Declining EU is overrated as a trading power

Trade figures show we do more and more business outside the EU, which, for Britain, is a declining asset. Despite what we are being told by the mainstream media, and a political establishment intoxicated by visions of a federal Europe, the EU is not the future. It is the past

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The world's biggest container ship at Felixstowe
Alan_murad
Alan Murad
On 23 July 2015 06:36

Pro-EU groups like British Influence always emphasise the importance of EU trade to Britain’s economy as a reason why we should not even be thinking of heading to the exit door. What they seem to miss out is the fact our exports to the EU are on a downward trajectory.

Recent Office of National Statistics (ONS) trade figures reveal our exports to non-EU countries have been higher than exports to the EU-27 since September 2014.

This is just part of a long-term trend. Trade is flourishing between Britain and countries far beyond the comfortable shores of Europe. Between 2003-2013 trade with China, a rising economic superpower, increased nearly fivefold, but our exports to the EU only increased by 47 percent in the same decade. 

This exposes the lie which the EU is built on -- that we must have a political union to ensure commerce flows between nations. Yet our trade with China, South Korea, and the United States is booming, and we didn’t need ‘ever closer union’ to encourage this. Global markets are crying out for our exports.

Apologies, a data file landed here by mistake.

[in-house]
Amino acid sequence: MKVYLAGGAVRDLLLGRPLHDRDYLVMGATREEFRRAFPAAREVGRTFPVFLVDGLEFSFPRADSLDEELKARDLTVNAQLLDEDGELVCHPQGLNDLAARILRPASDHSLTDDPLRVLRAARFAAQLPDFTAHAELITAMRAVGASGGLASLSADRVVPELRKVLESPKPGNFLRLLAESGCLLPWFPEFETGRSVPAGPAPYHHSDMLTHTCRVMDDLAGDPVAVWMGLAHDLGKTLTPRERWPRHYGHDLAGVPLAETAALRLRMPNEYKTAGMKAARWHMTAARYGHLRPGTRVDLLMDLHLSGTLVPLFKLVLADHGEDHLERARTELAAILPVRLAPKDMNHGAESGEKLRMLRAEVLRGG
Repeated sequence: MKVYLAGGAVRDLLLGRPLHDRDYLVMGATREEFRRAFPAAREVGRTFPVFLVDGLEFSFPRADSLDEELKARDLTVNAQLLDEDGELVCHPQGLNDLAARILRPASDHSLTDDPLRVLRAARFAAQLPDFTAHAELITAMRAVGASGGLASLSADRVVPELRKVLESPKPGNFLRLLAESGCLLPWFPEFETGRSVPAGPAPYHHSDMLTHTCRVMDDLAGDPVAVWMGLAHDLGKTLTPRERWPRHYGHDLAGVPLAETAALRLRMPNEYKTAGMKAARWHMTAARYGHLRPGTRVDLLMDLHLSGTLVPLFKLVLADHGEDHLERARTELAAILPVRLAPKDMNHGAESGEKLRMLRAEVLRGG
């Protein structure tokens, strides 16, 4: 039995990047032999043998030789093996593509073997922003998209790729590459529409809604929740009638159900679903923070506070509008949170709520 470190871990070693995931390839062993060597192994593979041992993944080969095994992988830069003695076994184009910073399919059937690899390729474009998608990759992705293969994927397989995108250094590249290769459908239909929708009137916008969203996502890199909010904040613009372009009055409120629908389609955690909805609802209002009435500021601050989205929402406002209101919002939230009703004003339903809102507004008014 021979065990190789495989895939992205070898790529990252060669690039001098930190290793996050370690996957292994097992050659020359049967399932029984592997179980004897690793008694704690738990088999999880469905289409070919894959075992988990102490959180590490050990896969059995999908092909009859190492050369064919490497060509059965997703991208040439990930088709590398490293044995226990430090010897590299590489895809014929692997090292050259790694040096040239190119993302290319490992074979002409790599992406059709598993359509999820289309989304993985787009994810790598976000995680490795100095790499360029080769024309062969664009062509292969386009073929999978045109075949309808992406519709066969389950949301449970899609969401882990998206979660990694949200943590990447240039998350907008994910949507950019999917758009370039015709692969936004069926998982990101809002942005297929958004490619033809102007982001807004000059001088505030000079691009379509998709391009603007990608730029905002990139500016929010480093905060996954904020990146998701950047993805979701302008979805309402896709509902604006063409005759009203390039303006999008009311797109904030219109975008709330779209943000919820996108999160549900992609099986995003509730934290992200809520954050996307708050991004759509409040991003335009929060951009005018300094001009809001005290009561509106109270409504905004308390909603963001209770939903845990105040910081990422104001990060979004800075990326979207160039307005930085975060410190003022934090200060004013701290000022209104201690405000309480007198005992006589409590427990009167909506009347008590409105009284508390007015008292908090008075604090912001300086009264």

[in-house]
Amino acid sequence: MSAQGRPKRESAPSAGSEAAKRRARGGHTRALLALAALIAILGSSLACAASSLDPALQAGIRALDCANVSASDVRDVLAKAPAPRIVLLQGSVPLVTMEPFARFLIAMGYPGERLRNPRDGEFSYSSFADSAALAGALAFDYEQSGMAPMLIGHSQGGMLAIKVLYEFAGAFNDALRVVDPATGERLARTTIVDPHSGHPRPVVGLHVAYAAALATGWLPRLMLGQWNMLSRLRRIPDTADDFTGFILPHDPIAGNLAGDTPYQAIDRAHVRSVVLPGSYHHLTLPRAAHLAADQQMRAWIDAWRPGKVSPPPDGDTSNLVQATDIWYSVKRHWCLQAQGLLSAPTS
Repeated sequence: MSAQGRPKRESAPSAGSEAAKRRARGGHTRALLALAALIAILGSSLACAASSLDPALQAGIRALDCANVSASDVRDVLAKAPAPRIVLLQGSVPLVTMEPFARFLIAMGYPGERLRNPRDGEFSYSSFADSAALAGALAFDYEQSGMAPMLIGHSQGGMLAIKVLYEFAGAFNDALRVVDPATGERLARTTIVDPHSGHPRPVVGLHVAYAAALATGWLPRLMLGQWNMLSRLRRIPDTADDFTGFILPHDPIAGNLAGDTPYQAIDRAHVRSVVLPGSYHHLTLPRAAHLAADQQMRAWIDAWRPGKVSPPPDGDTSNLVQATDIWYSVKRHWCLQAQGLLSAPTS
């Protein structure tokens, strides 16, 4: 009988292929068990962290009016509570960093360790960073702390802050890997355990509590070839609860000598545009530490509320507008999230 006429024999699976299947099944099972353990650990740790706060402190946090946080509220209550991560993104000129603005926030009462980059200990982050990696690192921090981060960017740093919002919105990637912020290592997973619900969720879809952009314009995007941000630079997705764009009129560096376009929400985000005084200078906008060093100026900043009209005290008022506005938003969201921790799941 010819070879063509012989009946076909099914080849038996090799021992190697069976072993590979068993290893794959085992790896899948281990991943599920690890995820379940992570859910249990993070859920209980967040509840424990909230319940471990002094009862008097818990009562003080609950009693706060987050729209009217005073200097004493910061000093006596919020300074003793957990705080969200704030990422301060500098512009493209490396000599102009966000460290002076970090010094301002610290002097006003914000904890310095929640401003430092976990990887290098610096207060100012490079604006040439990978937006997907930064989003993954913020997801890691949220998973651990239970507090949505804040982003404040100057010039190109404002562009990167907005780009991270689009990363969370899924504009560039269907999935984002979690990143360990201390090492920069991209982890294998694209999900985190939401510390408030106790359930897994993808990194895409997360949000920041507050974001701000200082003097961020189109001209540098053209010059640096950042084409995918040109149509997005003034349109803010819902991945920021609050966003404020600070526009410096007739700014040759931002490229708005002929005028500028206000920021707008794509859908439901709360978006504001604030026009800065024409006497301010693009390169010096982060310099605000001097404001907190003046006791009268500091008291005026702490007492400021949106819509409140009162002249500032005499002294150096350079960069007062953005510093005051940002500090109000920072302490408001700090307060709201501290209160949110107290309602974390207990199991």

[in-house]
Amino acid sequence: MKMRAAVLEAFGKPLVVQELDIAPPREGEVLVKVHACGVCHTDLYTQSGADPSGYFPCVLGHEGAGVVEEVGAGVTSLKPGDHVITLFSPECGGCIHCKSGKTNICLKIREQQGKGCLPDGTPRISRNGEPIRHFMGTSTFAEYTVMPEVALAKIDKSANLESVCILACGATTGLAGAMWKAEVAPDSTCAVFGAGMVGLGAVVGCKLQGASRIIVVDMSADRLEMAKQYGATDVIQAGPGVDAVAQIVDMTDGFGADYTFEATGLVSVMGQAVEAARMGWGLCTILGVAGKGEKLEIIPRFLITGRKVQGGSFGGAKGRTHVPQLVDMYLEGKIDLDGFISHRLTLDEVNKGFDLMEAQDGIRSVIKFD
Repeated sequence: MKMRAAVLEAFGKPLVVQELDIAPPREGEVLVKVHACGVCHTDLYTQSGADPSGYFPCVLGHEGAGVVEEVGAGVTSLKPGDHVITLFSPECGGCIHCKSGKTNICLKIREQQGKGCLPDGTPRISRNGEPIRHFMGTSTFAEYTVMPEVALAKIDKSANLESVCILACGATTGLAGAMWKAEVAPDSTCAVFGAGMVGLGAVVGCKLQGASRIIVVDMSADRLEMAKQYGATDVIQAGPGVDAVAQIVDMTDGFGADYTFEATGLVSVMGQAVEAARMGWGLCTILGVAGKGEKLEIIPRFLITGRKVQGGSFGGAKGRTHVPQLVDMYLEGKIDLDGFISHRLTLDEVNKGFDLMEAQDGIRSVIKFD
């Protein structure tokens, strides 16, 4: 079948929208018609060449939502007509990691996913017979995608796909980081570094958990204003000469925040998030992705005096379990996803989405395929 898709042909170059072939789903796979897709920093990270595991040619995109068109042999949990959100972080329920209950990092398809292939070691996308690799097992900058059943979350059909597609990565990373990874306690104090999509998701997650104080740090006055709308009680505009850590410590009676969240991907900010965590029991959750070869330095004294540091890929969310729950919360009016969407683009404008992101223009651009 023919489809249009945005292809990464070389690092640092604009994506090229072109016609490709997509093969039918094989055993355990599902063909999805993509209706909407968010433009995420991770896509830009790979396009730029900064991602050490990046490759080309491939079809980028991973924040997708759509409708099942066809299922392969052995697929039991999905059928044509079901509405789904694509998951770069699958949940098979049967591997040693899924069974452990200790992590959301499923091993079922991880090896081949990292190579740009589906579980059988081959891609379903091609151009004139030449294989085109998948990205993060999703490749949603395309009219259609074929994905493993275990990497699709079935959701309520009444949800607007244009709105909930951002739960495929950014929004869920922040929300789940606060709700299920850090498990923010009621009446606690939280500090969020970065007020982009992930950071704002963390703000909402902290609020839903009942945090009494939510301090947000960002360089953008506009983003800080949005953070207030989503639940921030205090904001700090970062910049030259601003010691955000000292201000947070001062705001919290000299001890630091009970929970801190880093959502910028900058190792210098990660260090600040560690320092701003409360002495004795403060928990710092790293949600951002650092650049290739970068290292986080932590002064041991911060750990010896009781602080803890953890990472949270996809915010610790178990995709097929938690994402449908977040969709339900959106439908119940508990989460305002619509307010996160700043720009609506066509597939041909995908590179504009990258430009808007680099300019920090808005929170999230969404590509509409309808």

The ONS figures show our trade surplus with the US was at a record high of £4.0 billion, in the three months leading to May 2015. In the same period, our exports to the US have increased by £1.4 billion. Our trade with the EU fell by £1.2 billion.

These figures show that despite what we are being told by the mainstream media, and a political establishment intoxicated by visions of a federal Europe, the EU is not the future. It is the past.

The EU has outlived its original purpose -- to promote free trade. Britain will be better served managing trade through the World Trade Organisation. The EU wants to be a federal state, and is building up its ability to coerce other nations to do its bidding.

Recent events in Greece illustrate this point.

If the EU cannot increase trade in Europe, what is it for? If Brussels seeks only to impose political union, monetary union, and a dated customs union, the case to Get Britain Out is indisputable.

Alan Murad is a Research Executive at Get Britain Out

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